The second method of data generation used images from the Narrative Clip, a wearable camera that takes an image every 30 seconds, creating a narrative of your daily experiences. The images cannot be transferred directly to one’s own computer, however, and must pass through unknown servers somewhere in the world before they can be viewed. This of course means that it is possible for the images, as well as the geolocation data of the camera, to be intercepted by governments or corporations. All of the metadata gathered by the device over the fifteen-day period was printed out in its entirety and mounted on the Data Centre. There was also a smartphone running the Narrative Clip application, which allowed visitors to see what appear to be ordinary scenes from a person’s everyday life, but the metadata displayed behind the phone tells the story of the third parties who become involved when those images are uploaded. This facade of the Data Centre is titled Narrative Data.
The third type of data did not involve physical monitoring, but was generated by the Mozilla Firefox add-on Lightbeam, software developed to raise awareness regarding net user privacy. The add-on visualizes the relationships between websites visited and the third-party tracking cookies placed on the user's computer while visiting them. It displays a graph of the interactions and connections of sites visited and the tracking sites to which they provide information. Lightbeam, the work, includes a smattering of screenshots from the Lightbeam add-on. They visualize the connection of Kalmenson’s and third parties’ online behavior, as well profiles of every third party that accessed Kalmenson’s computer during the data collection period, detailing their company name, location, date of access, and the primary websites that provided access.
The final work is a wall text behind the Data Centre entitled Hidden In Plain Sight. A poetic nod to issues addressed in Lightbeam regarding the Internet and security, it features a quote from Google CEO Eric SCHMIDT, who famously remarked on the net society and privacy: “If you have something that you don’t want people to know about, maybe you shouldn’t be doing it in the first place.” Kalmenson has rendered the quote in the aesthetic of CAPTCHA (an acronym for "Completely Automated Public Turing test to tell Computers and Humans Apart”). A user identification system originally designed to prevent hacking, CAPTCHA uses distorted lines of text to tell computers and humans apart. However, oftentimes it is no longer accomplish its original intended purpose as many have evolved to be too complex for humans to recognize. Within our information society’s complexity, we are at the mercy of data. Kalmenson’s works draw back the curtains, allowing us a glimpse of the current situation with his witty artistic expression and a critical perspective unique to the Internet generation.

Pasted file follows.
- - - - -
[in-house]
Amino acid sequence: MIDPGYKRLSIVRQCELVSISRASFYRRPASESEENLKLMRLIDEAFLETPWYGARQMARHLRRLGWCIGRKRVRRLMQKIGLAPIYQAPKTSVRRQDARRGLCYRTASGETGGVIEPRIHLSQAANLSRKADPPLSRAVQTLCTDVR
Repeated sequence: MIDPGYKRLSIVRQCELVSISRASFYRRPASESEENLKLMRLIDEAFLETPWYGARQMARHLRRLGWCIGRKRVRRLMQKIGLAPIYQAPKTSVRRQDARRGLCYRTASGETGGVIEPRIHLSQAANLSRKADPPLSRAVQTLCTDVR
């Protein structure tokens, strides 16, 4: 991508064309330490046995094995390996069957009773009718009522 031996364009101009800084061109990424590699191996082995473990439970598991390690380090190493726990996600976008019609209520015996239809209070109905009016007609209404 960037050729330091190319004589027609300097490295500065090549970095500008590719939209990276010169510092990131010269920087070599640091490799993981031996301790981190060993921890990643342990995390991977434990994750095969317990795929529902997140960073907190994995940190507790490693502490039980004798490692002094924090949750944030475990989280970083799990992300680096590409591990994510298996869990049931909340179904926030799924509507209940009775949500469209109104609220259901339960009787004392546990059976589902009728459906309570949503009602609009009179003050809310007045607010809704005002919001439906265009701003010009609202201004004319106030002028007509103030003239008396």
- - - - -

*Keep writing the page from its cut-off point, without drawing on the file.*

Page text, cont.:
We are no longer able to think about our physical experiences offline apart from today’s online environment. It has become easier and easier for anyone to share their opinions and ideas publicly, and the relationship between the individual and society has become more direct and interactive. Felix KALMENSON has grown up in the ubiquity of the web. In his work, he shares his personal physical experiences by first turning them into data and then restructuring them in the public space of the Internet. In doing so, he continues his investigation into individual existence and politics in contemporary society and paves a new path as both architect and artist.
Translated by Alex QUEEN
Statistical Motion Analysis
Statistical Motion Analysis
Hidden In Plain Sight